I think it would be a lot less futile, a lot less expensive and definitely healthier than drinking myself stupid every other day after work, as some of my coworkers do. And since I can’t afford to walk out, as someĀ  other of my now ex coworkers have done, I can almost see it as a reasonable investment into a future where I don’t go postal on the next person who comes to me with an almost empty plate and tells me she didn’t like what she ordered (even though she almost ate the whole thing) so could I give her a full portion of something else now? oh and make it to go because she cannot ‘waste’ (her term) any more time here.

The definite upside is that I’m now a much better customer myself whenever I must deal with customer service representatives anywhere–it’s absolute hell on earth, dealing with entitlement for a living.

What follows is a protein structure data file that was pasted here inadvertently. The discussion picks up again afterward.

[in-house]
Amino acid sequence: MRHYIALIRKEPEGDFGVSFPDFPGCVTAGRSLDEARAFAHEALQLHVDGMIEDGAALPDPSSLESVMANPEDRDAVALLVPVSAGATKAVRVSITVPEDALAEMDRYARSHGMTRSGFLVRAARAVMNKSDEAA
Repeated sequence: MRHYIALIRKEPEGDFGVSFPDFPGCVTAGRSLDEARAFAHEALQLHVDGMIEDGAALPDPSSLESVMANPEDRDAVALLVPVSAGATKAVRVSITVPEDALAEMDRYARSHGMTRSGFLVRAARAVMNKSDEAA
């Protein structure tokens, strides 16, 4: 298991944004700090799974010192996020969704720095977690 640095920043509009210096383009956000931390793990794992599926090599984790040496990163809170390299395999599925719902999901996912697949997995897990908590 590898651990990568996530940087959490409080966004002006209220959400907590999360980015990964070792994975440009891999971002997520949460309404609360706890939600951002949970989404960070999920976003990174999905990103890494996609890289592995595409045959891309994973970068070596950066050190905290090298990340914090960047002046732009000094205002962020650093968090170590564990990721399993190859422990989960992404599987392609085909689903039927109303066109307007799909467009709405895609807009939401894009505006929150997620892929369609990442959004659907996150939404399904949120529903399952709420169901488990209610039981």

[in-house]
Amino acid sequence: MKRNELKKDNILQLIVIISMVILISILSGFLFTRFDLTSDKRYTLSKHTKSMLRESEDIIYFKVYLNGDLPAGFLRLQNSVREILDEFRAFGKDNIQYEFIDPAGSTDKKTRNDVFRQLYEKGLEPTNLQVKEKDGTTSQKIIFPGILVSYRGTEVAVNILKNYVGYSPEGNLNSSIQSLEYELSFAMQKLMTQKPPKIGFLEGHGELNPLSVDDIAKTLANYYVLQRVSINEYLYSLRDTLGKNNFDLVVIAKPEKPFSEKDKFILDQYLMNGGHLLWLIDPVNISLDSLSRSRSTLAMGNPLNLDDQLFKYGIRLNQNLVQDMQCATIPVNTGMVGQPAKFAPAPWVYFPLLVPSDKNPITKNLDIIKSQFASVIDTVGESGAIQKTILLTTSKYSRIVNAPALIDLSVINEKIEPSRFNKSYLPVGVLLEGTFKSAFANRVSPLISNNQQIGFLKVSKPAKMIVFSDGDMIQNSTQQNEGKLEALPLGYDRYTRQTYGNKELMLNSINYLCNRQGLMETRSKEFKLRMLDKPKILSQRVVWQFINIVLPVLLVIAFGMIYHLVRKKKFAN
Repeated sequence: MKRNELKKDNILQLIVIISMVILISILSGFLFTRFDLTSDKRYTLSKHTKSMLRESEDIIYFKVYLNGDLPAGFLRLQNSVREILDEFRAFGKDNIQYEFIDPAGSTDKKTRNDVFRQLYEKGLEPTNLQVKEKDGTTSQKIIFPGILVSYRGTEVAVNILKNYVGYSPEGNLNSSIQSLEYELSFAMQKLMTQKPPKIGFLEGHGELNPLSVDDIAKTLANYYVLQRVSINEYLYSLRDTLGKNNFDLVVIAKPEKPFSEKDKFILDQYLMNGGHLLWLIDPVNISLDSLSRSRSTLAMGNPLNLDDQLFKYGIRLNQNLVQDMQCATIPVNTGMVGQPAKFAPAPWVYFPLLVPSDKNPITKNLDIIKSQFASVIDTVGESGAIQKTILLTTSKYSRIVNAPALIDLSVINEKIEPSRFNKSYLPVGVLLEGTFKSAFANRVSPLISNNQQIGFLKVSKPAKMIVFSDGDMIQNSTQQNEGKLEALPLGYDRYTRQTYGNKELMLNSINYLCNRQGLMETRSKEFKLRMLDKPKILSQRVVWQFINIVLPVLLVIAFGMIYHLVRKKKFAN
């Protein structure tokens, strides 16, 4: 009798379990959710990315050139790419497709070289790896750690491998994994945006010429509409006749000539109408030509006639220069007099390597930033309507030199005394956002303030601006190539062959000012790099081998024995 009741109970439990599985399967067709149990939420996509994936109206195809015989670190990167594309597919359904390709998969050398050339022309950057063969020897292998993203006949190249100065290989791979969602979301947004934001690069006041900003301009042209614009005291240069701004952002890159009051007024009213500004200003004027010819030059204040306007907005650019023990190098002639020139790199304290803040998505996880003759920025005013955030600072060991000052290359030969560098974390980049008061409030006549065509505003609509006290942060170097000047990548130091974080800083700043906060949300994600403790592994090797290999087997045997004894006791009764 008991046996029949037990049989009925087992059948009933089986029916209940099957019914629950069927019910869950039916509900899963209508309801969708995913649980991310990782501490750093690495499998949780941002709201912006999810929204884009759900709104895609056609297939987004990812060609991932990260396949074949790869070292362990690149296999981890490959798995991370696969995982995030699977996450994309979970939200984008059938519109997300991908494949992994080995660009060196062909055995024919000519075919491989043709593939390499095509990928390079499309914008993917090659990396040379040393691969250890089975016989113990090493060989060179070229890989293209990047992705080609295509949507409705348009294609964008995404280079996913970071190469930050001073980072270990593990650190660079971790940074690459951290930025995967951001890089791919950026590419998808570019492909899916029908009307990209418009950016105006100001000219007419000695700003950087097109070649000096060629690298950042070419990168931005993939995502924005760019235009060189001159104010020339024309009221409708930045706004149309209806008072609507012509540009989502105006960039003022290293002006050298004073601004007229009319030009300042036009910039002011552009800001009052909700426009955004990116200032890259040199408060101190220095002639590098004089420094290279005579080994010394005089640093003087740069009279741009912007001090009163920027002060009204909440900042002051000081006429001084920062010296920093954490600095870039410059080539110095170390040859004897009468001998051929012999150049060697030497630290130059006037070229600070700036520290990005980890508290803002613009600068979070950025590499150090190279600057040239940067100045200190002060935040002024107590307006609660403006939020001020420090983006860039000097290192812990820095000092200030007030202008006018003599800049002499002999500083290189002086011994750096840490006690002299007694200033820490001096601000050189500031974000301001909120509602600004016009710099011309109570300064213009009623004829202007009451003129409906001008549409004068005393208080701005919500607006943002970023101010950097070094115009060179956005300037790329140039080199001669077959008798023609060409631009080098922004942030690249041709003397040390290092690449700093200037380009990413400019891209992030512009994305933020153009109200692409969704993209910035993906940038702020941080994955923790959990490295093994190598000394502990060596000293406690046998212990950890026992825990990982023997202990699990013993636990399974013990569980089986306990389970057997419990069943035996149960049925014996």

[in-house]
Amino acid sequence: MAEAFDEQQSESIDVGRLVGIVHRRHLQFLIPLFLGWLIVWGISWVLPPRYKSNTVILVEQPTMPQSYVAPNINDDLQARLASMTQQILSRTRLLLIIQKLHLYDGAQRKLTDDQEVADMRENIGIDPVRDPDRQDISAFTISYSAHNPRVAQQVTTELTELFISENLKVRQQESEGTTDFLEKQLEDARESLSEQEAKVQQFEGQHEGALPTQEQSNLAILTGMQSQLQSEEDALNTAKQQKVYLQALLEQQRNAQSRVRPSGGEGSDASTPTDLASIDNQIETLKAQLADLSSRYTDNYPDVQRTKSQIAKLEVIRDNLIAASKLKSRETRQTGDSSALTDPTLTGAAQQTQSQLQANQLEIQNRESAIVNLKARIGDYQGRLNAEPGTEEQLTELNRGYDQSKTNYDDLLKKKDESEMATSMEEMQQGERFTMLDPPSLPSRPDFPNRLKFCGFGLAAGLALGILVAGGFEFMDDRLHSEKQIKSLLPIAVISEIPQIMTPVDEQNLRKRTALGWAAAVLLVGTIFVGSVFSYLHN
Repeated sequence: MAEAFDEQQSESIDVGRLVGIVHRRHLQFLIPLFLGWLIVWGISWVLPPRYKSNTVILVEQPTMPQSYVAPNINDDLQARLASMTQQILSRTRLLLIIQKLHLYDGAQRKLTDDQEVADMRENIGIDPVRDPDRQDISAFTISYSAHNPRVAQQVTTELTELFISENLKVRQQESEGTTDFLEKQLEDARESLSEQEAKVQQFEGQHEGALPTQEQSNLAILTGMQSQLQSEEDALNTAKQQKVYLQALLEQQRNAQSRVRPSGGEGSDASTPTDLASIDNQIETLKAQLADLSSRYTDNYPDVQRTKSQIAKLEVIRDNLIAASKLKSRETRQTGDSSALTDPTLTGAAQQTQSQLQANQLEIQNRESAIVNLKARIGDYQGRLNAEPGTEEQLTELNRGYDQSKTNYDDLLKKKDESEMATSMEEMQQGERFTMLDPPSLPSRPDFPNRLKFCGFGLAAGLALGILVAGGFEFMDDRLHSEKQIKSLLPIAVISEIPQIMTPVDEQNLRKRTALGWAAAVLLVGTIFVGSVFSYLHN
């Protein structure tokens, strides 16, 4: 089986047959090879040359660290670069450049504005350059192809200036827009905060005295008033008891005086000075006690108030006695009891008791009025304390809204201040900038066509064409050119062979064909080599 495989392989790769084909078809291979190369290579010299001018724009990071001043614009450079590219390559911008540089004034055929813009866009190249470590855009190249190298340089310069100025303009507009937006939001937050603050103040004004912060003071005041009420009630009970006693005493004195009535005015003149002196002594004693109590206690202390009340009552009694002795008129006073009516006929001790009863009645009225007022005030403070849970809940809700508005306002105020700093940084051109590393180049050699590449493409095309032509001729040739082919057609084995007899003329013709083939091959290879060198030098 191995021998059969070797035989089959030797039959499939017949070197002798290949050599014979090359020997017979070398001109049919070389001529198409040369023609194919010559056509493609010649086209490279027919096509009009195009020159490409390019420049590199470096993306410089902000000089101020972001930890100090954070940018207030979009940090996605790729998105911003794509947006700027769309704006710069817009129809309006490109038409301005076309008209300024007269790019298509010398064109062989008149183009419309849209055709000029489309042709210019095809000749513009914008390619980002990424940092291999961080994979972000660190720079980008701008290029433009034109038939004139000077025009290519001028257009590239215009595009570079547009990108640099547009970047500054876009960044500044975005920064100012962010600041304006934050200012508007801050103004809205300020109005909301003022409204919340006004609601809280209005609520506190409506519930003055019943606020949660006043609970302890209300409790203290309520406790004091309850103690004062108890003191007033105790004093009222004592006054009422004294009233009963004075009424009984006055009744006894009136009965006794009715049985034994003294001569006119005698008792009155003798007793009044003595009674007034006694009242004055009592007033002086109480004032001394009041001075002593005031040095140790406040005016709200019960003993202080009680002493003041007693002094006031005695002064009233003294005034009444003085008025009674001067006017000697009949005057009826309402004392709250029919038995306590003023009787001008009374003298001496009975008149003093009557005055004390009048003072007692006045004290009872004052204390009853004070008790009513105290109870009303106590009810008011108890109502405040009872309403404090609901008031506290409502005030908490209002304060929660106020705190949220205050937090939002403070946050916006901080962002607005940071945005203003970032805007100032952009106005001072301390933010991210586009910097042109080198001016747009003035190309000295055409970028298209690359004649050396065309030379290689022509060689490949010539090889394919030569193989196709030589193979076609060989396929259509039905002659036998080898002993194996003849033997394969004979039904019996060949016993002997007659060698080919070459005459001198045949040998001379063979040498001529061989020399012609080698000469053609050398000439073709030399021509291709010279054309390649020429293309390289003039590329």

God, grant me some more patience.

6 Comments »


  • Las
    November 19
    4:40 pm

    Ha! Thanks for the shout-out!

    I once read something like, “Show me a person with a deep disdain for humanity, and I’ll show you someone who’s ever worked retail.” I think the same applies to food service. I don’t miss it at all. I really think a lot of the nastiness comes from people getting off at having someone “beneath” them. It would drive me crazy when managers would give in to the most obnoxious of customers just to shut them up, because I felt they were just encouraging bad behavior.